Maestro Comet Chorus review

Looking for a retro-vibed chorus with dual voices and a blend control that sounds out of this world? Call the Comet

Maestro Comet Chorus
(Image: © Future / Adam Gasson)

Guitar World Verdict

Two distinct voices in a chorus pedal is no bad thing and, combined with that wet/dry mix knob, the Comet covers a lot of space.


  • +

    Quality range of tones and practical control setup.

  • +


  • +

    Nice price.


  • -

    Like the others in the series, it is quite bulky.

You can trust Guitar World Our expert reviewers spend hours testing and comparing guitar products so you can choose the best for you. Find out more about how we test.

We were hoping that Gibson might delve into their past and give us a new stompbox with PS-1 phaser sounds but the sole modulation pedal in the first issue of new pedals is the Comet Chorus. 

Following the standard paradigm of any chorus pedal, this has knobs to control the modulation’s Depth and Rate (Speed) but also has a feature that’s becoming more common in this type of pedal – a Mix knob that sets the dry/wet blend of the effect, allowing nuanced setting up of the sound so you get a full range from adding an ear-candy whisper of effected sound to your dry signal for subtle interest right through to a full-on effect.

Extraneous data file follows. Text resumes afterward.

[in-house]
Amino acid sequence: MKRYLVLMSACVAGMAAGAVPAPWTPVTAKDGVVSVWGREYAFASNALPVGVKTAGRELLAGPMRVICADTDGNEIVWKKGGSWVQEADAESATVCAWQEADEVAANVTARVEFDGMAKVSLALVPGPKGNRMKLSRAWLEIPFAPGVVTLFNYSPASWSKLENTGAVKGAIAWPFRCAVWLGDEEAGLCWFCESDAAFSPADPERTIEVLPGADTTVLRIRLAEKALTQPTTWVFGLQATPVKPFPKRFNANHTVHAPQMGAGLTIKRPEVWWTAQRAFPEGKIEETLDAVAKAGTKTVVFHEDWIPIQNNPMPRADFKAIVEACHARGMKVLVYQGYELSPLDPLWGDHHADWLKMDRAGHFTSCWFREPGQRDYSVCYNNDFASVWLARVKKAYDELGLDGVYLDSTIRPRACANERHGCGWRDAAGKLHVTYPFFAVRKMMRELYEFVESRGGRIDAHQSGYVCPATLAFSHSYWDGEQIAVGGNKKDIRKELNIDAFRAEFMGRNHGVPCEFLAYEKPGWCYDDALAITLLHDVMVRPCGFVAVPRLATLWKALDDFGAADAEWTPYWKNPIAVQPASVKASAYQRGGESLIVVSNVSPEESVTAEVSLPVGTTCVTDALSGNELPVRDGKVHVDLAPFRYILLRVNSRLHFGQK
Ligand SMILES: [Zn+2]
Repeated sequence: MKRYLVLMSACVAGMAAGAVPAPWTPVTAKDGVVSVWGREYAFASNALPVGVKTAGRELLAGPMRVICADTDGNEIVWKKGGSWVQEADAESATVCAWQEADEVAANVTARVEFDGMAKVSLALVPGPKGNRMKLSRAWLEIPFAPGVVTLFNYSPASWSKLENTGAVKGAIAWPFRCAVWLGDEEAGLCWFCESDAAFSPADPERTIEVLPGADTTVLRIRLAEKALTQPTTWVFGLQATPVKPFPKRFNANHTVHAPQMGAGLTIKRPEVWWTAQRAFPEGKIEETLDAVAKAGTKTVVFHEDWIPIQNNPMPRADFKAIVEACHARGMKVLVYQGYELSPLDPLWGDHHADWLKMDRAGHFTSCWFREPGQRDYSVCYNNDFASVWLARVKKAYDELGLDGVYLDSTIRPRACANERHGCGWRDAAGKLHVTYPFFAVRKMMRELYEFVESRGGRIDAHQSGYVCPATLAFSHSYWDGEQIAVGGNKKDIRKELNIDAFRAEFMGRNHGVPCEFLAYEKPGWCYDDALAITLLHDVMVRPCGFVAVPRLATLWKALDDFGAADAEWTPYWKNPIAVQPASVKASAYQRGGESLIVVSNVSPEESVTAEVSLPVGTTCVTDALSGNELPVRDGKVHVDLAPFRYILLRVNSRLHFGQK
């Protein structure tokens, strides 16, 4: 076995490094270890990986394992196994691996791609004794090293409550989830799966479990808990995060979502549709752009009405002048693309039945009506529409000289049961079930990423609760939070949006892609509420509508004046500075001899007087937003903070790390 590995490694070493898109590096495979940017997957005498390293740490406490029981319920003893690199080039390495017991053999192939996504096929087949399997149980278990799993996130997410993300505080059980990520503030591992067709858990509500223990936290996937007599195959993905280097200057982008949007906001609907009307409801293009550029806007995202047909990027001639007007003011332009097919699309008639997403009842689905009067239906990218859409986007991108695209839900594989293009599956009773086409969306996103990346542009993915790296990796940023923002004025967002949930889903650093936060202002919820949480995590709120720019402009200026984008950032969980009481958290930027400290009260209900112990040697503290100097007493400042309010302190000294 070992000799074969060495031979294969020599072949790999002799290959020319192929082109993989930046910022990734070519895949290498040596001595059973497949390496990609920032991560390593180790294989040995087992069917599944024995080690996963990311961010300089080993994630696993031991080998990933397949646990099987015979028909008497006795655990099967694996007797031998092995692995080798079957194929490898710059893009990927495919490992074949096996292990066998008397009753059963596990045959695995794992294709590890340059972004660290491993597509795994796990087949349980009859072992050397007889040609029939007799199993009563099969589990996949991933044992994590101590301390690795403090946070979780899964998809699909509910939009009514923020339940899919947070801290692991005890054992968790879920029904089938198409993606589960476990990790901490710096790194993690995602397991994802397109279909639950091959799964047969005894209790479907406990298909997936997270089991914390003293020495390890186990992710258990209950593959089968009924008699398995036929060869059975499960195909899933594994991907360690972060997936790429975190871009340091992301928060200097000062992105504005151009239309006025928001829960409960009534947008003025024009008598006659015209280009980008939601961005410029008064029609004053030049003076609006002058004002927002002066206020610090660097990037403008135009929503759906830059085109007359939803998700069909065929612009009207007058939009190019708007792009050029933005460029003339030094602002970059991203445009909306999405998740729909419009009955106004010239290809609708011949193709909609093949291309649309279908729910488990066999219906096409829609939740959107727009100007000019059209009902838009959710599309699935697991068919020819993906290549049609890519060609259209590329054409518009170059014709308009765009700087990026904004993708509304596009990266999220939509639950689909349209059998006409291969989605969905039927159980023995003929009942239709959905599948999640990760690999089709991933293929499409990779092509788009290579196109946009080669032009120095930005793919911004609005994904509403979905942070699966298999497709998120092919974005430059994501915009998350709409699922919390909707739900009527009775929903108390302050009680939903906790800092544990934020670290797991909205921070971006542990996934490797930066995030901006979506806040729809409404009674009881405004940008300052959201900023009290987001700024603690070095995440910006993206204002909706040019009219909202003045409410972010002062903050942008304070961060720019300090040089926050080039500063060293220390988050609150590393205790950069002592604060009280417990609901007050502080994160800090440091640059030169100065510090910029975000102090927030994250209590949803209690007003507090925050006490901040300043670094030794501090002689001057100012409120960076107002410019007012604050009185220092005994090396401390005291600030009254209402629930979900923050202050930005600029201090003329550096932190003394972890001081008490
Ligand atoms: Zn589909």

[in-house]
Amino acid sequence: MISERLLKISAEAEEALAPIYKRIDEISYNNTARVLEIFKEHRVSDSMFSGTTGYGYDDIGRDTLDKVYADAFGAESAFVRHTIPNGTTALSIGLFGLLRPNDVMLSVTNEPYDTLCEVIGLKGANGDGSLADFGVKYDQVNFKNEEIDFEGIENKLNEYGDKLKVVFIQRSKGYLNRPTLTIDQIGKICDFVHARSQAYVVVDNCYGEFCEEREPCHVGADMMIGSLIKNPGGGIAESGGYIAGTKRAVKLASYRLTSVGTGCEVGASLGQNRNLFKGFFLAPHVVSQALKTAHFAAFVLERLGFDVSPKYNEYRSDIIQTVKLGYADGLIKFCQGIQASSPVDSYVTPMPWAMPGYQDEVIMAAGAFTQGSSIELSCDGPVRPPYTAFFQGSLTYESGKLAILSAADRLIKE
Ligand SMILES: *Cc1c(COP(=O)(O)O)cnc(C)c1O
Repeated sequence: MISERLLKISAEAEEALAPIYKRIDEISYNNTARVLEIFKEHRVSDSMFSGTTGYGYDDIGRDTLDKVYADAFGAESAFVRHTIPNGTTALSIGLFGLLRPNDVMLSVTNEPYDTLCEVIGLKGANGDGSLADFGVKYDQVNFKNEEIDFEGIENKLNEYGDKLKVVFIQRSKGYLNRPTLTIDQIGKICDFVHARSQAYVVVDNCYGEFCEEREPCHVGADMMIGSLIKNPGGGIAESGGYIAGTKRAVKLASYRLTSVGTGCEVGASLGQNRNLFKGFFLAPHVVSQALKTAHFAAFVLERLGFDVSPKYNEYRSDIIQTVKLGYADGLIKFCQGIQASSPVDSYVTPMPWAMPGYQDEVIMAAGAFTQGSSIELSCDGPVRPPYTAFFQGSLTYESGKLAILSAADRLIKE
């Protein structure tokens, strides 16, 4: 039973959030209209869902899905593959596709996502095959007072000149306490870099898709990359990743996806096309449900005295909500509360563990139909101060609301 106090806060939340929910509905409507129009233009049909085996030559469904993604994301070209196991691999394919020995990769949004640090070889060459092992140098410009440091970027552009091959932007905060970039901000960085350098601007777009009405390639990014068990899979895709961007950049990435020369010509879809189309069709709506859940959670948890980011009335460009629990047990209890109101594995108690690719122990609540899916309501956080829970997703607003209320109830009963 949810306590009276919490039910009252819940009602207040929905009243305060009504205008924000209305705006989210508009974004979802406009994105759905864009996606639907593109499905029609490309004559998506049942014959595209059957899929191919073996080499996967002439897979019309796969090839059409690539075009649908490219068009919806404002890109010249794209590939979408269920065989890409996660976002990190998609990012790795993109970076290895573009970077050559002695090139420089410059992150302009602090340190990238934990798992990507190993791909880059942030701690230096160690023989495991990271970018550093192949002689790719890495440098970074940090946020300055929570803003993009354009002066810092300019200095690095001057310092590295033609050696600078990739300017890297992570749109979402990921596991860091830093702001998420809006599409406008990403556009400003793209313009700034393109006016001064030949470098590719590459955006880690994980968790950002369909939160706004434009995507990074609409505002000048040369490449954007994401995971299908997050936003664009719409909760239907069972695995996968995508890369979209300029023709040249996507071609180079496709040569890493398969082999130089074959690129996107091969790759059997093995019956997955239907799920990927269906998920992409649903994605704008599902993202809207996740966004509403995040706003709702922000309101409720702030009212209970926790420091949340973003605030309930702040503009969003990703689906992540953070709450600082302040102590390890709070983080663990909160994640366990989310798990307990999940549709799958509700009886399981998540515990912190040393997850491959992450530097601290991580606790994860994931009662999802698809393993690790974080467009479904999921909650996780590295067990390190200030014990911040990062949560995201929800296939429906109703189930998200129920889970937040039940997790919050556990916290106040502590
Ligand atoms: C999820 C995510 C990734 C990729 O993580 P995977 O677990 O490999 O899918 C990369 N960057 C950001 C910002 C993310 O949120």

The two toggle-switched options here are ‘Earth’, which is a standard chorus effect – swirly, floaty and rich – that sounds instantly familiar and ‘Orbit’, which is a little more intense. Switching to Orbit appears to add a tremolo effect to the chorus to create something that sounds more like a rotary speaker. 

That tremolo aspect is most apparent with the depth turned up full, where the on/off sharpness of the effect can really be felt. 

The amount of the tremolo can be adjusted by an internal trim pot which you can turn clockwise to increase the effect or counter-clockwise to decrease it, but straight out of the box our pedal was turned up full, which we liked.

Between those two effects types and the juxtaposition of Depth and Speed knobs there’s plenty that you can call up, but it’s by using the Mix knob that you unlock the pedal’s flexibility: the blend between dry and effect really does make a difference and will reward experimentation; we found a sweet spot at around 11-o’clock, where there’s a washed out flange-like effect.


  • PRICE: $159 / £149
  • FEATURES: True bypass
  • CONTROLS: Depth, Speed, Mix, Earth/Orbit switch, Bypass footswitch, internal trim pot for rotary speaker effect
  • CONNECTIONS: Standard input, standard output
  • POWER: 9V battery or 9-12V DC adaptor 
  • DIMENSIONS: 84mm (w) x 126mm (d) x 60 mm (h)
  • CONTACT: Maestro Electronics

Thank you for reading 5 articles this month**

Join now for unlimited access

US pricing $3.99 per month or $39.00 per year

UK pricing £2.99 per month or £29.00 per year 

Europe pricing €3.49 per month or €34.00 per year

*Read 5 free articles per month without a subscription

Join now for unlimited access

Prices from £2.99/$3.99/€3.49

Trevor Curwen

Trevor Curwen has played guitar for several decades – he's also mimed it on the UK's Top of the Pops. Much of his working life, though, has been spent behind the mixing desk, during which time he has built up a solid collection of the guitars, amps and pedals needed to cover just about any studio session. He writes pedal reviews for Guitarist and has contributed to Total Guitar, MusicRadar and Future Music among others.